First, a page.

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Debunking Two Crucial Myths that Impact Hotel Tech Adoption Worldwide

Take a closer look at two prevalent myths hindering technology adoption in hotels, with insights on the pivotal role of human ingenuity alongside cutting-edge tech stacks.

It’s that time again: Time to bust another set of hospitality industry myths, two of which may be contributing to low technology adoption rates worldwide. Believing in these myths can be very harmful for hoteliers’ bottom lines, as they can lead to ineffective decision-making, resulting in loss of revenue or decreased operational efficiencies. In our current, highly dynamic market, hotels need to be fully informed in order to stand out from the crowd, and maximize bookings and revenue over the long-term.

Let’s start with a myth that will probably surprise you.

MYTH: The best way to improve the efficiency of your operations, boost bookings and revenue and improve the guest experience is to invest in an integrated tech stack. 

Yes, you heard me correctly. That is a myth. Tech stacks alone – no matter how integrated or high-tech they are – are not the be-all and end-all that many technology vendors make them out to be. While tech stacks are very important to long-term success for hoteliers (especially given the ongoing advancements of the industry happening at, what can often feel like, the speed of light), technology can never and will never be sufficient to replace the humans working in the hospitality industry. And that means that a tech stack alone is never the whole solution.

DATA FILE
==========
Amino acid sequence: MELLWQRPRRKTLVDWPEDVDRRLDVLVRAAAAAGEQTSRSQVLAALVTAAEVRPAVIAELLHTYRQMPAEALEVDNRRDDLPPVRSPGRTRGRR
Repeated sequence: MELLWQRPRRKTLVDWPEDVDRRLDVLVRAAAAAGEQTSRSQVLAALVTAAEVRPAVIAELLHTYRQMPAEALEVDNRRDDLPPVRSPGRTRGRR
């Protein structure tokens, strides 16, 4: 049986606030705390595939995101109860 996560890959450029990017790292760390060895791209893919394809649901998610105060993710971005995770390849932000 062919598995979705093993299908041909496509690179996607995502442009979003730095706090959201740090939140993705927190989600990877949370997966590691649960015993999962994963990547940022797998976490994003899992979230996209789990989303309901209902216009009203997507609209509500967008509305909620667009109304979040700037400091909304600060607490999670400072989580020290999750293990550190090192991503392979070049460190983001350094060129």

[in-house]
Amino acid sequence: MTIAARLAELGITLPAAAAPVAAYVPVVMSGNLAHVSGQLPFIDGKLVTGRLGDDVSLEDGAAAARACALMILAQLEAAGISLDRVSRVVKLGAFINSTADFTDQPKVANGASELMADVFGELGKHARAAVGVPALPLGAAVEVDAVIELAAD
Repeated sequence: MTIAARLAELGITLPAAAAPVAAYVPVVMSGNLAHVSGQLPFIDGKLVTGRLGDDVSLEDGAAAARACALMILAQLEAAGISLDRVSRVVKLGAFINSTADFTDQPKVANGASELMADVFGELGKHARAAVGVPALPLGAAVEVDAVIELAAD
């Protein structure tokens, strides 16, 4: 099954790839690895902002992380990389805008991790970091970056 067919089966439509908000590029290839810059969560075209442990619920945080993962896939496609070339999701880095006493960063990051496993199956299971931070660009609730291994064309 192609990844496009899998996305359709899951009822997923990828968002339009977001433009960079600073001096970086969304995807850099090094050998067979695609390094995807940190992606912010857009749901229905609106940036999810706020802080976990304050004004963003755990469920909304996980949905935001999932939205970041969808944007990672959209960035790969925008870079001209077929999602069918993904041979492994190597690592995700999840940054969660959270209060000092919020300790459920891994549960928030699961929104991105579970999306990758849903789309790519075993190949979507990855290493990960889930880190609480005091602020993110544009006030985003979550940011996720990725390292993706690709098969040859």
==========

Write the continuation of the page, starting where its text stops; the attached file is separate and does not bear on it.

Technology (especially powered by AI) can assist in data analysis and prediction, but human expertise is still essential for interpreting these insights and making strategic decisions, which make or break a property’s success. This is why an RMS, or a CRS, will never replace the revenue manager or the reservations department. Computers do not have the capability to think strategically, pivoting as the marketing and guest booking trends change, or to comprehend, or address guests’ wants, needs and requirements, when it comes to their travel experience. The human element is one of the industry’s most important assets… and one that is often overlooked. 

The human element creates emotional engagement and takes a guest’s stay from good to great. It is what keeps guests coming back. When it comes to marketing, only strategic minds (a.k.a. humans) can effectively present the property in a way that will stimulate a potential guest’s emotions and thereby encourage bookings. Only humans can truly understand and create experiences that today’s experientially focused guests want.